Senate tackles Go’s expanded Special Education Fund bill

Published June 21, 2020, 12:00 AM

by manilabulletin_admin

A public hearing conducted by the Senate Committee on Local Government tackled a bill which seeks to expand the application of the proceeds of the Special Education Fund (SEF) tax to other needs of the public education system.

Sen. Bong Go (Office of Sen. Bong Go / MANILA BULLETIN)
Sen. Bong Go
(Office of Sen. Bong Go / FILE PHOTO / MANILA BULLETIN)

Filed by Senator Christopher Lawrence “Bong” Go, Senate Bill No. 396, “Expanding the purposes and application of the Special Education Fund,” provides for the expansion of the application of the additional one percent SEF tax to other items relating to education, such as the construction and repair of libraries, payment of salaries, allowances, and other benefits of teaching and non-teaching personnel.

Go reiterated the government’s “solemn task to ensure that our education system is made accessible to every Filipino so that they can reach their full potential and play a more productive role in nation-building.”

Go cited the fact that unlike richer local government units, poorer ones depend heavily on the SEF to fund their public education needs. “LGUs may provide support to public schools and their students, chargeable to their SEF. However, not all LGUs are created equal. Hindi naman pantay-pantay ang IRA at kita ng lahat ng mga LGU. Kung maliit ang IRA, maliit din ang SEF.”

He also said that “some of the richer LGUs do not rely on their SEF and can provide for public education services and support through their general fund.”

“Alam niyo, sa kakaikot ko po ng buong bansa, napapansin ko lang na hindi talaga pantay-pantay. May mga munisipyo, mga 4th class municipalities na kulang talaga ang kanilang pondo, ni notebook, ballpen, o lapis ay hindi po nila kayang bumili,” said Go.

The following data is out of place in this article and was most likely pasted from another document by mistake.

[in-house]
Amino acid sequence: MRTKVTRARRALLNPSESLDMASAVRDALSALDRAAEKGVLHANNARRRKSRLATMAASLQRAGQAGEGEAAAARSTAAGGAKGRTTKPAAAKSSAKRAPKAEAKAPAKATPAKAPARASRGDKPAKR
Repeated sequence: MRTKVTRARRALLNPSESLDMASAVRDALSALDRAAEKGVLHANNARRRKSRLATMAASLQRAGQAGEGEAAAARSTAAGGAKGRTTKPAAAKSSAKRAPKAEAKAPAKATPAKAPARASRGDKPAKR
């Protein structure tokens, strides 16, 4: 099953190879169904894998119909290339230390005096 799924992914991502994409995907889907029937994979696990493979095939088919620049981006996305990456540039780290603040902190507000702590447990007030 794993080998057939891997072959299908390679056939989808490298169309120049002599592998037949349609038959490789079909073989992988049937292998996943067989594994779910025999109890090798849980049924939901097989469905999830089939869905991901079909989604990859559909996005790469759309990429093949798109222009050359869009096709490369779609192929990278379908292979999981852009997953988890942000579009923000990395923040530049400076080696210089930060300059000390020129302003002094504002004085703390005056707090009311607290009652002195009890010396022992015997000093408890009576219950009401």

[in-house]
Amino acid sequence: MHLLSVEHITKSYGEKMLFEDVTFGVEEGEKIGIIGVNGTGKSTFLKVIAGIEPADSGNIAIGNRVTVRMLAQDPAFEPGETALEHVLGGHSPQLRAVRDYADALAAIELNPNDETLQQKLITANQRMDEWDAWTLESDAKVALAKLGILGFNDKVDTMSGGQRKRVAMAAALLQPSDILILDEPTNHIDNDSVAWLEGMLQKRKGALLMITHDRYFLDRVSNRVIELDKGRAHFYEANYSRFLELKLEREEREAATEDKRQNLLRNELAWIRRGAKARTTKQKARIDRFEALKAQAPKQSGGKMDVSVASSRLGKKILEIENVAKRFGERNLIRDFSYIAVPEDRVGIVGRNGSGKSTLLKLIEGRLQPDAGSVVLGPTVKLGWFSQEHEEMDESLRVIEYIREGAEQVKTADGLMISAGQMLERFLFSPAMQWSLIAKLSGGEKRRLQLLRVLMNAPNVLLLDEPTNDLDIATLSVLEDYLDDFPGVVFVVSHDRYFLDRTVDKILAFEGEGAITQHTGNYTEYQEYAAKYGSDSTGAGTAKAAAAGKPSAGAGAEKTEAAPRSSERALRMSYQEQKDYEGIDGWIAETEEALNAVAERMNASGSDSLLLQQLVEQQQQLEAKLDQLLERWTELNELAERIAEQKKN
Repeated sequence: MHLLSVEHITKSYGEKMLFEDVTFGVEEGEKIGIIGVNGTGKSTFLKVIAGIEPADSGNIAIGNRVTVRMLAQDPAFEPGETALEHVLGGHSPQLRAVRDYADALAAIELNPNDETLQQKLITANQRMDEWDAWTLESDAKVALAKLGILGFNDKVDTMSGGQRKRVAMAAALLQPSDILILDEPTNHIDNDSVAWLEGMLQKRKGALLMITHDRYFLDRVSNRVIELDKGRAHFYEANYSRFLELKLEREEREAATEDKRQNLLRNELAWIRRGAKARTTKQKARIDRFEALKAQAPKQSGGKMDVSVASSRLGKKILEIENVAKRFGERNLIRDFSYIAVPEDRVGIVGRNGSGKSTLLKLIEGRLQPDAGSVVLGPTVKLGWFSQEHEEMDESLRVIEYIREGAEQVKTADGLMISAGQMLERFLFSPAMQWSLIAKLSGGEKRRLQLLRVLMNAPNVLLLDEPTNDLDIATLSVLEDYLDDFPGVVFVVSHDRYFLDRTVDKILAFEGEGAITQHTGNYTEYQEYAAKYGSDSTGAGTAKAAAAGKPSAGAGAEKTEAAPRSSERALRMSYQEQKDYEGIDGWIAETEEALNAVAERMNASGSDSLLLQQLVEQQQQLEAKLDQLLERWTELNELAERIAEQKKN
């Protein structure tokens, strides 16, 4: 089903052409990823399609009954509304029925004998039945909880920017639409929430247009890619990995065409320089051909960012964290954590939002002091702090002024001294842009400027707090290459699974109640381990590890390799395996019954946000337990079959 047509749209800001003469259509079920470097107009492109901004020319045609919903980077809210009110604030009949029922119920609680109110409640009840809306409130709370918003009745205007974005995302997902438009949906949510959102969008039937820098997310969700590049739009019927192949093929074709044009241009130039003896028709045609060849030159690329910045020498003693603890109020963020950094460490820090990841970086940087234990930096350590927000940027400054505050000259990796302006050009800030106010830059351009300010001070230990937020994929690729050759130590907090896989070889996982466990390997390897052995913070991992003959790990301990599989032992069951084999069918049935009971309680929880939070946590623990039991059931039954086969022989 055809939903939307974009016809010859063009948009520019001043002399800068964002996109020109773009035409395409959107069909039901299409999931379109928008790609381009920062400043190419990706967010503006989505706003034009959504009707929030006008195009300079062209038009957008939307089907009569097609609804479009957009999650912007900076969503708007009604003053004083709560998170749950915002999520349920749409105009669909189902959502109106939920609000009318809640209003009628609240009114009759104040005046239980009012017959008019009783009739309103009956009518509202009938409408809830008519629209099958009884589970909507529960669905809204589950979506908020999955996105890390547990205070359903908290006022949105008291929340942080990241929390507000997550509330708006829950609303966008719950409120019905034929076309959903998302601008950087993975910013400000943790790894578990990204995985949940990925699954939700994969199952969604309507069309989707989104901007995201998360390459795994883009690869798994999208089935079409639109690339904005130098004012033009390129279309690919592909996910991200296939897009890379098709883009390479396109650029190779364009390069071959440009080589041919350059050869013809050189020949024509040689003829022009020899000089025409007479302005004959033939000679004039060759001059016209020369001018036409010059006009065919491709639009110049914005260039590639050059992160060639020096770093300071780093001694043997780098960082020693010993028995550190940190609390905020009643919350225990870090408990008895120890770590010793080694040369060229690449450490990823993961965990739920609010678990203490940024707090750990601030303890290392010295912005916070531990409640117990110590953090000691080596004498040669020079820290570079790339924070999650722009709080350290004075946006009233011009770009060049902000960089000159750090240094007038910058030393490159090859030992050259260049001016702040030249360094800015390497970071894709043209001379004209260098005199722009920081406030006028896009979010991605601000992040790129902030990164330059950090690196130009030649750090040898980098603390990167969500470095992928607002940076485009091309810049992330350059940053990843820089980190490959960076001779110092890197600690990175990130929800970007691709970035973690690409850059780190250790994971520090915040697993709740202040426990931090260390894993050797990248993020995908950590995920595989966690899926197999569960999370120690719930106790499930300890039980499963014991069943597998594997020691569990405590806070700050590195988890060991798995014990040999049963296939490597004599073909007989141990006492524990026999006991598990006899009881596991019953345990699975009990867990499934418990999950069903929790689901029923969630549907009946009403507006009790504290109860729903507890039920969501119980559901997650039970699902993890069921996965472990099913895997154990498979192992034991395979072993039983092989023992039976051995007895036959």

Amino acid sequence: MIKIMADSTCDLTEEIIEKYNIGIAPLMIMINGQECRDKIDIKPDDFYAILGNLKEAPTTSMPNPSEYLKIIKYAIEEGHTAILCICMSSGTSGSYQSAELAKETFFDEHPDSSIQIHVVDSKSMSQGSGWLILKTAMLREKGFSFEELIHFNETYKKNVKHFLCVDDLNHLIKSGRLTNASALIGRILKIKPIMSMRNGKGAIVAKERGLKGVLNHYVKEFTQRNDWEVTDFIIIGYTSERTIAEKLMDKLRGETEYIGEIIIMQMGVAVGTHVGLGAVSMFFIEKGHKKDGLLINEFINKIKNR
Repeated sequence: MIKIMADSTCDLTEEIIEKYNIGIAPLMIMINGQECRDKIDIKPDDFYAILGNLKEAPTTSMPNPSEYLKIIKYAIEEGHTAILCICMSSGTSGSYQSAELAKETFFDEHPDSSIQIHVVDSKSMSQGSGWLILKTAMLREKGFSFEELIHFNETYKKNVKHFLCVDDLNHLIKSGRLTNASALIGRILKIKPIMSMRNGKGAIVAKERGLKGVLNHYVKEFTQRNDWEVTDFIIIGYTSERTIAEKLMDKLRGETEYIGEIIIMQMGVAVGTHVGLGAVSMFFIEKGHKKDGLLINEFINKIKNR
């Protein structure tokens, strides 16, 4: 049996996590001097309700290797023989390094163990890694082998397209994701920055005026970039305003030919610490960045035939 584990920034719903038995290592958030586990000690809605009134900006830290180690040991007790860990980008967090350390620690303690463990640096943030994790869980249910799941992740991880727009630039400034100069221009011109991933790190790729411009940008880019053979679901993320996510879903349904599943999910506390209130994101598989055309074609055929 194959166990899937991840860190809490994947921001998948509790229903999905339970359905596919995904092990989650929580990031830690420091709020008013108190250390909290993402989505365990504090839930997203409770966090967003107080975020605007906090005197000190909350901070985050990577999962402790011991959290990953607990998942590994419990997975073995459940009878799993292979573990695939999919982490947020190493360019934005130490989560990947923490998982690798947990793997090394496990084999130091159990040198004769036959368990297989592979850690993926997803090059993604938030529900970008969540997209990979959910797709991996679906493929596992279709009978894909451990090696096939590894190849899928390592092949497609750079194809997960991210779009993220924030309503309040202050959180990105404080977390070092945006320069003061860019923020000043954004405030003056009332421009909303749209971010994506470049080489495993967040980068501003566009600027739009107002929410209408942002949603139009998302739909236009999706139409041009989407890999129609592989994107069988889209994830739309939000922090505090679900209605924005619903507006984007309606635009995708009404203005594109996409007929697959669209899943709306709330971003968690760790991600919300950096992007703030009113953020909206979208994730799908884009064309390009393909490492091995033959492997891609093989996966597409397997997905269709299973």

“Napaka-unfair po noon. Hirap na nga sila sa access, sa mga magagandang classroom o kumpletong kagamitan, they were deprived po sa mga education materials, such as notebooks nga po, dahil di nila kayang bumili, iyon pong mga kanilang local government units,” he added.

While the SEF is accessible to poor LGUs, Go said that “the scope of the expenses for which the SEF may be spent is limited,” forcing these LGUs to “gamble on the use of the SEF for education-related matters.”

“Under the law, the SEF may be used only for the ‘operation and maintenance of public schools, construction and repair of school buildings, facilities and equipment, educational research, purchase of books and periodicals, and sports development’,” Go said.

Go said that “the flexibility afforded by this measure to LGUs will facilitate the country’s ongoing transition to the digital age, where there is a growing need to provide our students with modern tools to remain globally competitive.”

He added that the measure will “render the public education system more flexible to implement alternative modes of learning or blended learning.”

“It will likewise be very useful for LGUs in dealing with the effects of the COVID-19 pandemic, which has severely strained local finances,” he said.

As for the long-term Balik Probinsya, Bagong Pag-asa Program of the government, Go envisions the bill to complement the public cause. “Alinsunod din po ito sa layunin ng Balik Probinsya, Bagong Pag-asa Program. Sa katunayan, maraming mga taga-probinsya ang dumadayo sa Metro Manila, Cebu, at Davao, kasi nalalaman nilang may mga libreng school supplies o hindi kaya naman libreng tuition fees.”

Go clarified, however, that the bill does not provide LGUs with more money, but flexibility to use the SEF.

“In return, what we ask from our LGUs is to ensure that every peso from the SEF counts and to make sure that the funds from the SEF are spent wisely for our children and the public,” he added.

He added that the goal of the education system should not stop at ensuring that students are enrolled. “Sa ngayon, libre na ang tuition fees. Pero ang layunin nito ay hindi lang para dumami ang pumapasok na estudyante kundi para dumami ang nakakatapos.”

The Union of Local Authorities of the Philippines (ULAP) expressed its support to the measure during the virtual hearing. Quirino Governor and ULAP President, Dakila Carlo E. Cua said that flexibility is, indeed, what LGUs need to cope up with unpredictable situations such as pandemics.